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History of Coober Pedy 2017-08-01T14:54:40+00:00

History of Coober Pedy

Discovered early in 1915 by a 14 year old boy, Coober Pedy is the world’s largest opal bearing region and produces over 80% of Australia’s opal. It was originally named the “Stuart Range Opal Mines”, after the explorer John McDouall Stuart, who narrowly missed the area in 1858 when he circled the present site of Coober Pedy and named the range after himself.

The name Coober Pedy is a combination of two Aboriginal words, Kupaka and Piti, which, when combined mean a white man in a hole. Kupaka is a Mutuntjarra word for white man and Piti an Antakirinja word for hole. The name Coober Pedy was selected on 26 June 1920, from four proposed names by a newly formed progress committee

Discovered early in 1915 by a 14 year old boy, Coober Pedy is the world’s largest opal bearing region and produces over 80% of Australia’s opal. It was originally named the “Stuart Range Opal Mines”, after the explorer John McDouall Stuart, who narrowly missed the area in 1858 when he circled the present site of Coober Pedy and named the range after himself.

The name Coober Pedy is a combination of two Aboriginal words, Kupaka and Piti, which, when combined mean a white man in a hole. Kupaka is a Mutuntjarra word for white man and Piti an Antakirinja word for hole. The name Coober Pedy was selected on 26 June 1920, from four proposed names by a newly formed progress committee

Barry Lindner, President of the Mintabie Progress Association, and later the South Australia Opal Miners’ Association (SAOMA) and former Department of Minerals and Energy Resources, became guarantors for rehabilitation of ‘diggings’, with funds collected from a bond levied on each miner taking out a lease near Lambina. This streamlined the process, but there was still much paperwork involved.

The discovery of opal within 20 centimetres of the surface at the Eight Mile in 1945 by Toddy Bryant, an Aboriginal woman, caused a great sensation and was a turning point in the history of the field. It went a long way towards establishing Coober Pedy’s future prosperity.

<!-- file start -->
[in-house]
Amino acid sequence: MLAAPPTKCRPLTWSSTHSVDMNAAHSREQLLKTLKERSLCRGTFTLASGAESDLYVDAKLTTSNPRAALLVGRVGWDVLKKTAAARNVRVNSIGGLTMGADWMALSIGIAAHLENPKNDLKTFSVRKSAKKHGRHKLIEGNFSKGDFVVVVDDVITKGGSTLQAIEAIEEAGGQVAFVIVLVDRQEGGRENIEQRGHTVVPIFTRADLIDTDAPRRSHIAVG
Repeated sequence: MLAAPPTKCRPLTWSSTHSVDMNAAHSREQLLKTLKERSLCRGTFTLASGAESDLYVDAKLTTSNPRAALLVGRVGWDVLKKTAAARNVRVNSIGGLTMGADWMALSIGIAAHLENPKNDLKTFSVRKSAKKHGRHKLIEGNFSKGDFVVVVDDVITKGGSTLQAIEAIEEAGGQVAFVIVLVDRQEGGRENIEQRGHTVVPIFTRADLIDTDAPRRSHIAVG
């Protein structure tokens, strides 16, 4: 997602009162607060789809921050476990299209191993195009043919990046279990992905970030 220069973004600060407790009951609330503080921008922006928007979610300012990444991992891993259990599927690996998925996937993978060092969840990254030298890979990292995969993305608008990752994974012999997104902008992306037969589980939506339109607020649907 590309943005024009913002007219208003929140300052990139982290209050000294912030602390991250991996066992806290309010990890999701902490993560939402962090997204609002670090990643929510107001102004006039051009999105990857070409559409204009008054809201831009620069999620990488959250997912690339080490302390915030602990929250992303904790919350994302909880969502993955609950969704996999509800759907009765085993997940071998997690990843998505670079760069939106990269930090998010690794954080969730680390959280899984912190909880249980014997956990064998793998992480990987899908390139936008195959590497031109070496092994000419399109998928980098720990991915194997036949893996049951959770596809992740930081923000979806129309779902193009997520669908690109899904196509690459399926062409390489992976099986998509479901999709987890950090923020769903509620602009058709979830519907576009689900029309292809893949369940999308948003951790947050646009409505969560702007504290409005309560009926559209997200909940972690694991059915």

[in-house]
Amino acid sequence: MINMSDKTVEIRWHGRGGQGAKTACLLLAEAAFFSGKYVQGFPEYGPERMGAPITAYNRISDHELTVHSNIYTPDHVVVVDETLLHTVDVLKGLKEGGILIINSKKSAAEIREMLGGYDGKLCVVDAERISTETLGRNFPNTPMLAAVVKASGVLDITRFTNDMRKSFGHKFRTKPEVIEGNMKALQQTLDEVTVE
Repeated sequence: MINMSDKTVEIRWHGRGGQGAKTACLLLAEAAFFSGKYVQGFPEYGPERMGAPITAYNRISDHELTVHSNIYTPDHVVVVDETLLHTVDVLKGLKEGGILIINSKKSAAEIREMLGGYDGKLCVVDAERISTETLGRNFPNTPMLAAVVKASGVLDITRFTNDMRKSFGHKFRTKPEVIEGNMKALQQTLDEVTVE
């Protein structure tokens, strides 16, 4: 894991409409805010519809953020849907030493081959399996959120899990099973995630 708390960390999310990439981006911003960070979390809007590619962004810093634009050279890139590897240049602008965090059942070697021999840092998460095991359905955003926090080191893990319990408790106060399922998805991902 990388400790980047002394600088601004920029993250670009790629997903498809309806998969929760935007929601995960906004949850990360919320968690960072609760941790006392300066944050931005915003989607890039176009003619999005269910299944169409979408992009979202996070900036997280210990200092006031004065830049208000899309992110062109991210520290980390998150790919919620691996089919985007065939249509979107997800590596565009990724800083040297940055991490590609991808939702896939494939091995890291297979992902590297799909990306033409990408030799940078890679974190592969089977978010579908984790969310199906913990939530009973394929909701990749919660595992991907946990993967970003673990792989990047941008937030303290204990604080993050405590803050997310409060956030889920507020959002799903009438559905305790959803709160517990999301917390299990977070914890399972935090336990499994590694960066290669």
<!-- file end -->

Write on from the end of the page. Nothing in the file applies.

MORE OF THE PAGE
Toddy and her white husband, Charlie, were able to keep their find concealed until January 1946, when they struck their first big patch. Before word leaked out and the rush was on, they had been able to secretly sell five parcels of magnificent opal to jack Kemp, Ernie Sherman’s field agent. Within days of receiving the last parcel, Ernie and Greg Sherman arrived on the field and bought the balance of Toddy’s opal for £2,000.

With the discovery of the adjoining Boomerang Shallows, the Eight Mile proved to be an exceptional field, producing extraordinary quantities of opal over several claims. In 1956, the field spread up the hill after the discovery of the “Olympic Australis”, by Frank Tethridge and Bert Wilson, a gem which weighed 143 ounces which they sold to Greg Sherman

During a taped interview with Frank Tethridge he told me how they discovered the famous opal. He said: “Bert Wilson was an experienced miner from Andamooka and Coober Pedy who had been involved in Toddy Bryant’s Eight Mile rush. An elderly man he lived in a dugout next to me and was known locally as the King of Opal, and could almost smell opal in the ground. At the time, I knew little about the game, as I had been on the field only a few months when we teamed up to work together. He took me out to the Eight Mile where two of his teenage sons had been working some 20 foot ground seven years earlier, but had pulled out after they discovered a large brown snake in the mine.”

It wasn’t until I was about to go down the old shaft that he warned me of the snake. I said, ‘Surely it couldn’t be still alive after seven years’, but it was.

I have never seen such a skinny snake in all my life. Well over six feet in length, it was coiled up so peacefully, looking at me in surprise. But there was no room for both of us down there. I quickly came up, got the gun and shot it, only wounding it in the neck. It came straight at me and was almost on the end of the gun barrel before I killed it.”